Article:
Games and Sports
Gary ChickJuly 23, 2015
Games and sports are found in early human history and appear to be cultural universals. But types of games and sports are not randomly distributed in the world’s cultures. Cross-cultural research has found that type of games and sports vary in some very predictable ways–they are related to social and political complexity, to how children are raised, and aggressive sports are related to warfare.
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Games and Sports
Games and sports appear to be universal features of human culture, both past and present. Archaeological investigations have uncovered numerous artifacts from game play in sites around the world. These include implements related to games of physical skill, such as balls and hoops, game boards, board game pieces, and playing cards for games of strategy, and dice, used in games of chance. Boards and pieces for games similar to draughts (checkers in North American English) have been found in the ancient city of Ur in modern day Iraq dating to approximately 3,000 BCE (Oxland 2004) and in Egypt dating to as early as 600 BCE (Masters 1997). Early athletic games, or sports, are well known from archaeological and narrative sources. A variety of art forms, including painting and sculpture, from around the world commonly depict play in games and sports. The Greek historian Herodotus (5th century BCE) described games and other pastimes in Egypt and Lydia (western present-day Turkey) while the Roman historian Tacitus (55-120 CE) described dice games among Germanic tribes. The remains of the ancient Greek Olympic games, often dated to 776 BCE, are well known and include both the site where games were held but also implements, such as javelins and discuses. In ancient Rome, a variety of sports, some transformed from Greek predecessors, were held, initially in gymnasia and palaestrae and later in large stadia, such as the Circus Maximus, and amphitheaters, such as the Colosseum. Popular sports included chariot racing, held in the Circus Maximus, and gladiatorial combats held in the Colosseum.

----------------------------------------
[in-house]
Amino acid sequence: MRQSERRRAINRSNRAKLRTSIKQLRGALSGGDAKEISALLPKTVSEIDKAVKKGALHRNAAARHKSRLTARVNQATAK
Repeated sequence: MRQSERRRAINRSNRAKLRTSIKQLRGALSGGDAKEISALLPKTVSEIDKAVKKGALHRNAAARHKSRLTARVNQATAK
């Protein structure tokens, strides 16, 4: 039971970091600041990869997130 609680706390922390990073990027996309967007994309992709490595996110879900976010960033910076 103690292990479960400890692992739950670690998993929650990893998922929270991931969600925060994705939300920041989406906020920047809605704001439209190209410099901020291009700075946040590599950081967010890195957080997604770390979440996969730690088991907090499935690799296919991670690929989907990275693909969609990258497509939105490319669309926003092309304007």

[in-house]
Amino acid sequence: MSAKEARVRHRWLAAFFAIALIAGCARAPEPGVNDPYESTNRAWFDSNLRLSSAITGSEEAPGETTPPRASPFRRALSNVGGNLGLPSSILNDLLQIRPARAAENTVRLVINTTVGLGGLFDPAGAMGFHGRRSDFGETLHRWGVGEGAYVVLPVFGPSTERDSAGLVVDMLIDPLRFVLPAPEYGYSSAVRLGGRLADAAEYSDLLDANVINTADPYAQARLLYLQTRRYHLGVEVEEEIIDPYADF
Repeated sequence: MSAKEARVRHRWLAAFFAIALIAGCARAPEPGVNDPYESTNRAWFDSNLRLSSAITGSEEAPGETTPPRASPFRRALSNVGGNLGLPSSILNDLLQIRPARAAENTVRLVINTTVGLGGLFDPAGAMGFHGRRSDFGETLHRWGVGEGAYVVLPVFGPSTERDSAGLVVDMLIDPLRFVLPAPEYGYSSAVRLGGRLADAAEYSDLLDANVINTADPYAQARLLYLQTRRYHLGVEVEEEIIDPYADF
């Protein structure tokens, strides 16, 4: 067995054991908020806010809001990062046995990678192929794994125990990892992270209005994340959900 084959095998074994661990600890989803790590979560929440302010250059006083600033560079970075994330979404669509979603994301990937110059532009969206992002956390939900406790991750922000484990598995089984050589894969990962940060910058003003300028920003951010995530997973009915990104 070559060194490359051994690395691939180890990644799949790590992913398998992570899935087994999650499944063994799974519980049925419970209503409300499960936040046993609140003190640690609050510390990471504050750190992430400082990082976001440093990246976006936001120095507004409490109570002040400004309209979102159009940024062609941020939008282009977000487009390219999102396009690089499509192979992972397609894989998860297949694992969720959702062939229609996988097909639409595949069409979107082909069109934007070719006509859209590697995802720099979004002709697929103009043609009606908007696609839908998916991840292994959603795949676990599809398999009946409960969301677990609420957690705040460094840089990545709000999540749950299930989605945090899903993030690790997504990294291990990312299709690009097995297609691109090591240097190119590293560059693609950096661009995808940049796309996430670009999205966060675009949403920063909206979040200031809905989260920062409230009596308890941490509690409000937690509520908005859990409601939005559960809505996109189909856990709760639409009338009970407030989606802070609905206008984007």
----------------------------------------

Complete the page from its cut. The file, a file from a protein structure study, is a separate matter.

The Mesoamerican ballgame, known as öllamalitzli in Nahuatl, the language of the Aztecs, is one of the best-known team games of physical skill from the ancient world. It is depicted in frescoes, stone carvings, on painted pottery, and by clay figurines of players found in numerous sites in Mexico and Central America. The oldest of these, at Paso de la Armada, in the western Mexican state of Chiapas, dates to approximately 1400 BCE. Game play often had important symbolic or ritual (sometimes involving human sacrifice) aspects as well as more practical purposes, including dispute resolution, status acquisition, and as a vehicle for gambling. But it was also played purely for recreation and possibly even by women (Whittington 2001). While the exact rules for the game are unknown, a modern version, known as ulama is still played in northwestern Mexico, primarily in the states of Sinaloa, Sonora, and Durango (Fox 2012).
More systematic cross-cultural studies have shown that the kinds of games and sports found in societies around the world are not random but, instead, have distinctive characteristics that are related to other aspects of the cultures wherein they are found.
What defines a game versus a sport?
Definitions by their nature are arbitrary, but many cross-culturalists have adopted the following definitions and distinctions between games and sports:
Games are recreational activities “characterized by: (1) organized play, (2) competition, (3) two or more sides, (4) criteria for determining the winner, and (5) agreed-upon rules” (Roberts, Arth, and Bush 1959, 597). So defined, games are very likely cultural universals.
An influential classification of game type comes from Roberts, Arth, and Bush who categorized games based on how their outcome, that is, how winning or losing, was primarily determined. Thus, they distinguished games of physical skill, games of strategy (not involving physical skill), and games of chance (involving neither physical skill or strategy).
Sports are typically regarded as games wherein outcomes depend primarily on physical skill. Loy and Coakley (2007, 4643), for example, defined sport as “an embodied, structured, goal-oriented, competitive, contest-based, ludic, physical activity.
Note that these definitions exclude activities that are often referred to as games, both in English and other languages. These include parent-infant activities such as “patty-cake” or forms of play that lack competition, such as top-spinning or making string figures. Roberts, Arth, and Bush (1959) referred to such non-competitive activities as “amusements.”
Below, we summarize cross-cultural comparative research on questions about games and sport. These include (1) Do games provide models of important utilitarian aspects of culture? (2) Are games predicted by child rearing? and (3) Are games, particularly in the guise of sport, related to warfare?